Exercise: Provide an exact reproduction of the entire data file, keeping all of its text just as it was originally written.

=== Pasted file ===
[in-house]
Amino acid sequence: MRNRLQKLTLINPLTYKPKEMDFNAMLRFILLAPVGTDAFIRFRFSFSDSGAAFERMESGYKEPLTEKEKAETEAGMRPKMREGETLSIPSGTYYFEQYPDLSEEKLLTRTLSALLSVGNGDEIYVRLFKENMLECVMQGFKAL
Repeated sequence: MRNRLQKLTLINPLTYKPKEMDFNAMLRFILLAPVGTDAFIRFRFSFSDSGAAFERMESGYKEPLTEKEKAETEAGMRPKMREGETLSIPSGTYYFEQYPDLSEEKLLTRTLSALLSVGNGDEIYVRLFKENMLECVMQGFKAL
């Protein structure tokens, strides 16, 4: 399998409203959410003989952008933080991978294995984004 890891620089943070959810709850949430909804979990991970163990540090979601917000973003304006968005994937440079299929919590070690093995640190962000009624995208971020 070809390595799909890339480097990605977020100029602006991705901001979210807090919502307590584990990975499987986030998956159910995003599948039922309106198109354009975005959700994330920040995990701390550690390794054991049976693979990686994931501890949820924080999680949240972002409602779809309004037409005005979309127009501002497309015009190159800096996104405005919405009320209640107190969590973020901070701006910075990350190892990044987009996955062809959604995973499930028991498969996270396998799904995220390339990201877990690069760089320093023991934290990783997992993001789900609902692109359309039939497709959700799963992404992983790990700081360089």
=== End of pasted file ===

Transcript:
[in-house]
Amino acid sequence: MRNRLQKLTLINPLTYKPKEMDFNAMLRFILLAPVGTDAFIRFRFSFSDSGAAFERMESGYKEPLTEKEKAETEAGMRPKMREGETLSIPSGTYYFEQYPDLSEEKLLTRTLSALLSVGNGDEIYVRLFKENMLECVMQGFKAL
Repeated sequence: MRNRLQKLTLINPLTYKPKEMDFNAMLRFILLAPVGTDAFIRFRFSFSDSGAAFERMESGYKEPLTEKEKAETEAGMRPKMREGETLSIPSGTYYFEQYPDLSEEKLLTRTLSALLSVGNGDEIYVRLFKENMLECVMQGFKAL
């Protein structure tokens, strides 16, 4: 399998409203959410003989952008933080991978294995984004 890891620089943070959810709850949430909804979990991970163990540090979601917000973003304006968005994937440079299929919590070690093995640190962000009624995208971020 070809390595799909890339480097990605977020100029602006991705901001979210807090919502307590584990990975499987986030998956159910995003599948039922309106198109354009975005959700994330920040995990701390550690390794054991049976693979990686994931501890949820924080999680949240972002409602779809309004037409005005979309127009501002497309015009190159800096996104405005919405009320209640107190969590973020901070701006910075990350190892990044987009996955062809959604995973499930028991498969996270396998799904995220390339990201877990690069760089320093023991934290990783997992993001789900609902692109359309039939497709959700799963992404992983790990700081360089």